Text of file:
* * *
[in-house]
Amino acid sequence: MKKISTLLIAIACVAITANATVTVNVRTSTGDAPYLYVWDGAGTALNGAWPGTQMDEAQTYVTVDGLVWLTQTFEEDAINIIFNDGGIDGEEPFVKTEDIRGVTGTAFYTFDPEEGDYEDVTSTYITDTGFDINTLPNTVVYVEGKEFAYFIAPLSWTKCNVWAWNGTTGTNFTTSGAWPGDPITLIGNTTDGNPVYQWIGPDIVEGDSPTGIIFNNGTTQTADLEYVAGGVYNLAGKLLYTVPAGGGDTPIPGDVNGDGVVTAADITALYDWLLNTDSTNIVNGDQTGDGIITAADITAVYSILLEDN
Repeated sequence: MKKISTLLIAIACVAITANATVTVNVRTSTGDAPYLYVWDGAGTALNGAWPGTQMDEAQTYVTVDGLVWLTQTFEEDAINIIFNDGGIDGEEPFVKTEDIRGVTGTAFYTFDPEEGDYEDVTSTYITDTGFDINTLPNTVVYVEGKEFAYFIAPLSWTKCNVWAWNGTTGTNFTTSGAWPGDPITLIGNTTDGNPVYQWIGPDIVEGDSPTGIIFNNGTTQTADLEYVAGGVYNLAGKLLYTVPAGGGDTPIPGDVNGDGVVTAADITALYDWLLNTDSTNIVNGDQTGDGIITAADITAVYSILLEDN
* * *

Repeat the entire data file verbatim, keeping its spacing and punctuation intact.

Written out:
[in-house]
Amino acid sequence: MKKISTLLIAIACVAITANATVTVNVRTSTGDAPYLYVWDGAGTALNGAWPGTQMDEAQTYVTVDGLVWLTQTFEEDAINIIFNDGGIDGEEPFVKTEDIRGVTGTAFYTFDPEEGDYEDVTSTYITDTGFDINTLPNTVVYVEGKEFAYFIAPLSWTKCNVWAWNGTTGTNFTTSGAWPGDPITLIGNTTDGNPVYQWIGPDIVEGDSPTGIIFNNGTTQTADLEYVAGGVYNLAGKLLYTVPAGGGDTPIPGDVNGDGVVTAADITALYDWLLNTDSTNIVNGDQTGDGIITAADITAVYSILLEDN
Repeated sequence: MKKISTLLIAIACVAITANATVTVNVRTSTGDAPYLYVWDGAGTALNGAWPGTQMDEAQTYVTVDGLVWLTQTFEEDAINIIFNDGGIDGEEPFVKTEDIRGVTGTAFYTFDPEEGDYEDVTSTYITDTGFDINTLPNTVVYVEGKEFAYFIAPLSWTKCNVWAWNGTTGTNFTTSGAWPGDPITLIGNTTDGNPVYQWIGPDIVEGDSPTGIIFNNGTTQTADLEYVAGGVYNLAGKLLYTVPAGGGDTPIPGDVNGDGVVTAADITALYDWLLNTDSTNIVNGDQTGDGIITAADITAVYSILLEDN